Whatever the field of study or profession of its recipients, the Fulbright experience has enlarged and deepened the perspective of potential national and international leaders. It has produced a cadre of pacesetters in the United States knowledgeable about, and sympathetic to, the aspirations of the peoples of the world. And in nation after nation, as Fulbright alumni have assumed the responsibilities of leadership, they have brought with them an appreciation of the values Americans hold dear.
|...educational exchange is essential to reducing international suspicion, encouraging mutual understanding, and advancing international cooperation.|
Thoughtful leaders, scholars, and diplomats have lavished praise on Senator Fulbright's legacy. The program has won the endorsement of 25 U.S. Congresses and ten Presidents and leaders around the globe. As noted historian Arnold Toynbee observed, the program is "one of the really generous and imaginative things that have been done in the world since World War II."
The many accomplishments of Fulbrighters around the world have fulfilled Senator Fulbright's hope to help preserve freedom. As the program approached its 20th anniversary in 1966, the Senator said that the aim of the program was "to bring a little more knowledge, a little more reason, and a little more compassion into world affairs and thereby to increase the chance that nations will learn at last to live in peace and friendship."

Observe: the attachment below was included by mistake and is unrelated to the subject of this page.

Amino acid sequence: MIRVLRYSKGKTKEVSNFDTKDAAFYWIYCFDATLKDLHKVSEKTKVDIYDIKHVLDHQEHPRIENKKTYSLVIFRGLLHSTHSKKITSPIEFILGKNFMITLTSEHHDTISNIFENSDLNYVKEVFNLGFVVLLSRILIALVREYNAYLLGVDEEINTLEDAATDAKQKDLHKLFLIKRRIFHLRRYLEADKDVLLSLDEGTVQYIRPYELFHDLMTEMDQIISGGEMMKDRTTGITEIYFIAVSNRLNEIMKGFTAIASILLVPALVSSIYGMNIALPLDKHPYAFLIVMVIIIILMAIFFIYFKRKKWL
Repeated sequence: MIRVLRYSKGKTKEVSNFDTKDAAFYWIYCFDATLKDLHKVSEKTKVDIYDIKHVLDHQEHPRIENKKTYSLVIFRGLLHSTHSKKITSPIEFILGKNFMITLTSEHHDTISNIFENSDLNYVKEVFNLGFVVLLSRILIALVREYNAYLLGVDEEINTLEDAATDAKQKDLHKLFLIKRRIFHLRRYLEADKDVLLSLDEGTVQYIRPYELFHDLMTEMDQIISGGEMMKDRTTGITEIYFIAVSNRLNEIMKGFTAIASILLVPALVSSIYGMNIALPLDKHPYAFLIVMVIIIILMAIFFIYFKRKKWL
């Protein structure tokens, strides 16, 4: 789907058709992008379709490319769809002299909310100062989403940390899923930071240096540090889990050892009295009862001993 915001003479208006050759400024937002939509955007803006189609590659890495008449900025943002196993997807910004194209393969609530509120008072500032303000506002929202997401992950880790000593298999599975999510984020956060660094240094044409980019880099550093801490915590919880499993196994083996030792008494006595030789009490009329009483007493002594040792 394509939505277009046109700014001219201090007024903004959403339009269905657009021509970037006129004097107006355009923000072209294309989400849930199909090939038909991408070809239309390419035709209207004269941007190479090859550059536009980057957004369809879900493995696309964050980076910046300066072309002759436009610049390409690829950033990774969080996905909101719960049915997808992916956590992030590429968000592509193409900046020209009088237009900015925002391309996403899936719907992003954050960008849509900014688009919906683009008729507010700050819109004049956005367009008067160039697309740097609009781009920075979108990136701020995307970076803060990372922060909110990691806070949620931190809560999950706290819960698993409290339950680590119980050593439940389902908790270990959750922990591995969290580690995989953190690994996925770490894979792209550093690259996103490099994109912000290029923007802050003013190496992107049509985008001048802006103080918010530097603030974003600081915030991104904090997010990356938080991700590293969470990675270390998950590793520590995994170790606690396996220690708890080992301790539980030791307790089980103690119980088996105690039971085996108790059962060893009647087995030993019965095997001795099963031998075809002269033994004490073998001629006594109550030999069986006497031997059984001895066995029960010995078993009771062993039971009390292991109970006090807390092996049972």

That aim is no less worthy today as a new century approaches. Exciting new opportunities are opening up for Fulbright-and equally formidable challenges lie ahead. If the Fulbright program's second half century is to be as memorable as the first, it must continue to reshape itself to respond to the challenge of change.
The Fulbright program has beckoned many who went on to assume leadership roles in the arts and letters, science, medicine, education, business, communications, and government, here and in every corner of the globe. Among its distinguished alumni over the years, Fulbright counts those listed below, who have held or currently hold the positions noted. These individuals exemplify the innumerable contributors to international peace, freedom, and prosperity.
Maya Angelou - Poet
Michael Armacost - U.S. Ambassador to Japan; President, The Brookings Institution